MPs from across the political divide have voiced their support for Speaker John Bercow after he spoke out against Donald Trump addressing Parliament.
In an extraordinary piece of political rhetoric in the Commons, Mr Bercow said he would not be inviting the US President to speak to the House because of its opposition to "racism and sexism".
“Before the imposition of the migrant ban I would myself have been strongly opposed to an address by President Trump in Westminster Hall,” Mr Bercow said. “After the imposition of the migrant ban by President Trump I am even more strongly opposed to an address by President Trump in Westminster Hall.”
The remarks are unprecedented for a Speaker as parliamentary rules state the role must remain politically impartial.
But MPs from across the House added their voices to his call for the Republican billionaire to be blocked from speaking.
Labour leader Jeremy Corbyn tweeted: “Well said John Bercow. We must stand up for our country's values. Trump's State Visit should not go ahead.”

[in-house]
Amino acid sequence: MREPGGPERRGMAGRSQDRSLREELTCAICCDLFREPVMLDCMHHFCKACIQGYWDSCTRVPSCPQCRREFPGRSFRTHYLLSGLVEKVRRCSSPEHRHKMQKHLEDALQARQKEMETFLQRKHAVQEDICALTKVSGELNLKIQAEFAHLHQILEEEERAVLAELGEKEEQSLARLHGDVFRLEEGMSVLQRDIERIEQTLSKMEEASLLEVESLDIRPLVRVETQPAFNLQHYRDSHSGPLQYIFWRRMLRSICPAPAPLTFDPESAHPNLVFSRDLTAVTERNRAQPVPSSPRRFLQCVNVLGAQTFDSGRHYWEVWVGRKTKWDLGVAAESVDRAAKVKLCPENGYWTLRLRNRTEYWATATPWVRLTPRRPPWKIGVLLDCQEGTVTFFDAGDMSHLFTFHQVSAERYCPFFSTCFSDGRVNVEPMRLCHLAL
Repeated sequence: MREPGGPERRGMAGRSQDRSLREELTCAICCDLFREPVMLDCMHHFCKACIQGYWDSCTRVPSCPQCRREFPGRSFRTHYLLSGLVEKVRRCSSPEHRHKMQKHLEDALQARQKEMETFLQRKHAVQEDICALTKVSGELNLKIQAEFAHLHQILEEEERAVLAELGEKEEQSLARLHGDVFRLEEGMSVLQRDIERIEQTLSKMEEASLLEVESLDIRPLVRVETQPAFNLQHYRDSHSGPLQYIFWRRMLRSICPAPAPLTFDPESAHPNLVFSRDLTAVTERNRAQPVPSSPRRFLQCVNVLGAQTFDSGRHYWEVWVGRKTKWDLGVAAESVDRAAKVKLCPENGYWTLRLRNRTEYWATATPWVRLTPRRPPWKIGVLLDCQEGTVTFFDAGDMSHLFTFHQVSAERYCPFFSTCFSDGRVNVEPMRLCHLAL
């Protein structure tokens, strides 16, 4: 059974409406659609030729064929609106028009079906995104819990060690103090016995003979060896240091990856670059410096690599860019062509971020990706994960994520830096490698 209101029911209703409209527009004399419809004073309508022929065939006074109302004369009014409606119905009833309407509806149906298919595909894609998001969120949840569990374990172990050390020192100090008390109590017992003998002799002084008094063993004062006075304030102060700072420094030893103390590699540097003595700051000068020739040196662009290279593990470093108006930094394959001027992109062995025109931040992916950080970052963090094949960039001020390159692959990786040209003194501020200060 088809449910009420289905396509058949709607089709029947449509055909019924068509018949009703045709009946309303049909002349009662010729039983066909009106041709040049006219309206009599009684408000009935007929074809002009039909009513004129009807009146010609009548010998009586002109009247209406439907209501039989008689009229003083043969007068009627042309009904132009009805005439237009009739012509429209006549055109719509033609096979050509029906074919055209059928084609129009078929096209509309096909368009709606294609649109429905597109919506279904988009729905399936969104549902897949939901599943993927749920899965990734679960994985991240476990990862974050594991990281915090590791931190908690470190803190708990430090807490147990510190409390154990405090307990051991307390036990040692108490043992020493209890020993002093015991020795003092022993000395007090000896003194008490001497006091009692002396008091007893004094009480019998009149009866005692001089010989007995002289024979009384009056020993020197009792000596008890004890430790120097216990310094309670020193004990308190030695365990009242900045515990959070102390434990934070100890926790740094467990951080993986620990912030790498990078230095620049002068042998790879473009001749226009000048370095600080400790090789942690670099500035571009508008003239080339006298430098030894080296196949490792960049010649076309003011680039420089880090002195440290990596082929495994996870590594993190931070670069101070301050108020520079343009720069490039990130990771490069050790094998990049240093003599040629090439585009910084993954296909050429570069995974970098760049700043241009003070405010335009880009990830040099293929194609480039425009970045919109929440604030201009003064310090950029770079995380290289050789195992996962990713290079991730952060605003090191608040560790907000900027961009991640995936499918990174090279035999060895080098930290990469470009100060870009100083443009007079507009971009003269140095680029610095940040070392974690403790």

Former deputy Labour leader Harriet Harman said it was a “proud moment for Commons. Racism and sexism not welcome here.”
Rosena Allin-Khan, who replaced London Mayor Sadiq Khan in his Tooting seat, called it a “bold and brave move”.
Tory MP Sarah Wollaston also said Mr Bercow was “quite right” to express his views on a ban.
Liberal Democrat leader Tim Farron responded: "This is the right decision by The Speaker.
"The Prime Minister might wish to kowtow to the nasty misogynist that now sits in the Oval Office but no-one else does. We do not want him to speak to us. He is not welcome.”
The SNP’s Tasmina Sheikh said Mr Bercow had demonstrated “much needed leadership, where the UK Government have been so woefully lacking”.
Veteran MP Dennis Skinner speaking after Mr Bercow’s statement said: “Further to that point of order: two words: well done.”
But Ukip’s former leader Nigel Farage was less enthusiastic about Mr Bercow's remarks. “For Speaker Bercow to uphold our finest parliamentary traditions, he should be neutral,” the avowed Trump supporter said.
A Downing Street spokesperson said: "We look forward to welcoming the President to the UK later this year. The dates and arrangements for the state visit will be worked out in due course."
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